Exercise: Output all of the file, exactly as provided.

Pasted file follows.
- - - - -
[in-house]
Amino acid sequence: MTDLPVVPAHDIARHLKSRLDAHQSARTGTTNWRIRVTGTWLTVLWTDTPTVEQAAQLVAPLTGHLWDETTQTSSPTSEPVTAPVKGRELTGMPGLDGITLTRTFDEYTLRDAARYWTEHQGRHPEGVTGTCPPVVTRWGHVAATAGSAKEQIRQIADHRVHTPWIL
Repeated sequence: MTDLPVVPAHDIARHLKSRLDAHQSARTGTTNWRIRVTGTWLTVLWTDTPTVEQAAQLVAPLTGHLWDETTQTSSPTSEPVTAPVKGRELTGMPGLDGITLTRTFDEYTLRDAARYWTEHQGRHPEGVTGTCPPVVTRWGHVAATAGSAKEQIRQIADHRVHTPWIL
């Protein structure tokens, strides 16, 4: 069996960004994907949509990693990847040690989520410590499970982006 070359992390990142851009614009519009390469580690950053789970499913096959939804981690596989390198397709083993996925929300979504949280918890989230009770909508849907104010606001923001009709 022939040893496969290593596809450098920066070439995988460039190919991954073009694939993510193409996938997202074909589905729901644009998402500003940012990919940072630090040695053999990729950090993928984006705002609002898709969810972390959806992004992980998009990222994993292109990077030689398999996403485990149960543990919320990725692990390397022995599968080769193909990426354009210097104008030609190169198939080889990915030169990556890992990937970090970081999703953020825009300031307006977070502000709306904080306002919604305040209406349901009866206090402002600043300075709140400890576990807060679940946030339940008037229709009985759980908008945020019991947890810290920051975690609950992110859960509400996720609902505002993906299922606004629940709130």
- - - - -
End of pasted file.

[in-house]
Amino acid sequence: MTDLPVVPAHDIARHLKSRLDAHQSARTGTTNWRIRVTGTWLTVLWTDTPTVEQAAQLVAPLTGHLWDETTQTSSPTSEPVTAPVKGRELTGMPGLDGITLTRTFDEYTLRDAARYWTEHQGRHPEGVTGTCPPVVTRWGHVAATAGSAKEQIRQIADHRVHTPWIL
Repeated sequence: MTDLPVVPAHDIARHLKSRLDAHQSARTGTTNWRIRVTGTWLTVLWTDTPTVEQAAQLVAPLTGHLWDETTQTSSPTSEPVTAPVKGRELTGMPGLDGITLTRTFDEYTLRDAARYWTEHQGRHPEGVTGTCPPVVTRWGHVAATAGSAKEQIRQIADHRVHTPWIL
């Protein structure tokens, strides 16, 4: 069996960004994907949509990693990847040690989520410590499970982006 070359992390990142851009614009519009390469580690950053789970499913096959939804981690596989390198397709083993996925929300979504949280918890989230009770909508849907104010606001923001009709 022939040893496969290593596809450098920066070439995988460039190919991954073009694939993510193409996938997202074909589905729901644009998402500003940012990919940072630090040695053999990729950090993928984006705002609002898709969810972390959806992004992980998009990222994993292109990077030689398999996403485990149960543990919320990725692990390397022995599968080769193909990426354009210097104008030609190169198939080889990915030169990556890992990937970090970081999703953020825009300031307006977070502000709306904080306002919604305040209406349901009866206090402002600043300075709140400890576990807060679940946030339940008037229709009985759980908008945020019991947890810290920051975690609950992110859960509400996720609902505002993906299922606004629940709130």